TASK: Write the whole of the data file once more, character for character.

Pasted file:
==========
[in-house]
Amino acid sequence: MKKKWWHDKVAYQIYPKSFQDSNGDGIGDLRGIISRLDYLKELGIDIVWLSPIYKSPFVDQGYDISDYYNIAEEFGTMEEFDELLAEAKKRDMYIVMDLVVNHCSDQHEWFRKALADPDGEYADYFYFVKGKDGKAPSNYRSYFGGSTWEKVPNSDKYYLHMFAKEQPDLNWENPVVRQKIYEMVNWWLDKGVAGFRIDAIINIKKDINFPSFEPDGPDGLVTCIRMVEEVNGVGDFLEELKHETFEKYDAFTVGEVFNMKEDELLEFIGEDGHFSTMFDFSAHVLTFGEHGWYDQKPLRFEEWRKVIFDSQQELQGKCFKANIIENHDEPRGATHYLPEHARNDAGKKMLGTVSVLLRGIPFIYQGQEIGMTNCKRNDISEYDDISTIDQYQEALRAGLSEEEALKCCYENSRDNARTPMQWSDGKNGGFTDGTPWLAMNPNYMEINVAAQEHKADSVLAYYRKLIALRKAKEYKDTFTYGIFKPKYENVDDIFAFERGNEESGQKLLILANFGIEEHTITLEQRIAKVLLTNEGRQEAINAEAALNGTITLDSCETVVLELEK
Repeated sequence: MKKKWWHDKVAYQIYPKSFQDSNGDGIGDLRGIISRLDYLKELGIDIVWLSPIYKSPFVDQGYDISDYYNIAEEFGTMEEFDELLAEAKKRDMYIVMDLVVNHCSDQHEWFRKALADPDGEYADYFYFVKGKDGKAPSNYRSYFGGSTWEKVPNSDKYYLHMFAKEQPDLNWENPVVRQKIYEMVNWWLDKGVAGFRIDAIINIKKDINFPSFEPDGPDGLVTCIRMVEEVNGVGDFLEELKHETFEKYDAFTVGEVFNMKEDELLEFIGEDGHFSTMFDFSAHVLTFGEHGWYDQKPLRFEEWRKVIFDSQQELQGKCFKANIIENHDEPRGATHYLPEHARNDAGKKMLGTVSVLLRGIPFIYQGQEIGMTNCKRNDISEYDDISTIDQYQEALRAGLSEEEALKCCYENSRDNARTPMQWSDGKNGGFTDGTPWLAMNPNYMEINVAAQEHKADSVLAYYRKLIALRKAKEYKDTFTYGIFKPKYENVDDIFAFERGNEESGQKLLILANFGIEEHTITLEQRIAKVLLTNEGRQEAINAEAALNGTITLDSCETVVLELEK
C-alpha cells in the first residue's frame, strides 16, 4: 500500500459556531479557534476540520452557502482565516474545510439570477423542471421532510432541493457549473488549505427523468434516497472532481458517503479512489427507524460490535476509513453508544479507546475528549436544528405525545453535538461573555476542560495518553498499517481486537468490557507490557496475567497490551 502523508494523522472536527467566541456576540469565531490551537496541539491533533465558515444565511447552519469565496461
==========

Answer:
[in-house]
Amino acid sequence: MKKKWWHDKVAYQIYPKSFQDSNGDGIGDLRGIISRLDYLKELGIDIVWLSPIYKSPFVDQGYDISDYYNIAEEFGTMEEFDELLAEAKKRDMYIVMDLVVNHCSDQHEWFRKALADPDGEYADYFYFVKGKDGKAPSNYRSYFGGSTWEKVPNSDKYYLHMFAKEQPDLNWENPVVRQKIYEMVNWWLDKGVAGFRIDAIINIKKDINFPSFEPDGPDGLVTCIRMVEEVNGVGDFLEELKHETFEKYDAFTVGEVFNMKEDELLEFIGEDGHFSTMFDFSAHVLTFGEHGWYDQKPLRFEEWRKVIFDSQQELQGKCFKANIIENHDEPRGATHYLPEHARNDAGKKMLGTVSVLLRGIPFIYQGQEIGMTNCKRNDISEYDDISTIDQYQEALRAGLSEEEALKCCYENSRDNARTPMQWSDGKNGGFTDGTPWLAMNPNYMEINVAAQEHKADSVLAYYRKLIALRKAKEYKDTFTYGIFKPKYENVDDIFAFERGNEESGQKLLILANFGIEEHTITLEQRIAKVLLTNEGRQEAINAEAALNGTITLDSCETVVLELEK
Repeated sequence: MKKKWWHDKVAYQIYPKSFQDSNGDGIGDLRGIISRLDYLKELGIDIVWLSPIYKSPFVDQGYDISDYYNIAEEFGTMEEFDELLAEAKKRDMYIVMDLVVNHCSDQHEWFRKALADPDGEYADYFYFVKGKDGKAPSNYRSYFGGSTWEKVPNSDKYYLHMFAKEQPDLNWENPVVRQKIYEMVNWWLDKGVAGFRIDAIINIKKDINFPSFEPDGPDGLVTCIRMVEEVNGVGDFLEELKHETFEKYDAFTVGEVFNMKEDELLEFIGEDGHFSTMFDFSAHVLTFGEHGWYDQKPLRFEEWRKVIFDSQQELQGKCFKANIIENHDEPRGATHYLPEHARNDAGKKMLGTVSVLLRGIPFIYQGQEIGMTNCKRNDISEYDDISTIDQYQEALRAGLSEEEALKCCYENSRDNARTPMQWSDGKNGGFTDGTPWLAMNPNYMEINVAAQEHKADSVLAYYRKLIALRKAKEYKDTFTYGIFKPKYENVDDIFAFERGNEESGQKLLILANFGIEEHTITLEQRIAKVLLTNEGRQEAINAEAALNGTITLDSCETVVLELEK
C-alpha cells in the first residue's frame, strides 16, 4: 500500500459556531479557534476540520452557502482565516474545510439570477423542471421532510432541493457549473488549505427523468434516497472532481458517503479512489427507524460490535476509513453508544479507546475528549436544528405525545453535538461573555476542560495518553498499517481486537468490557507490557496475567497490551 502523508494523522472536527467566541456576540469565531490551537496541539491533533465558515444565511447552519469565496461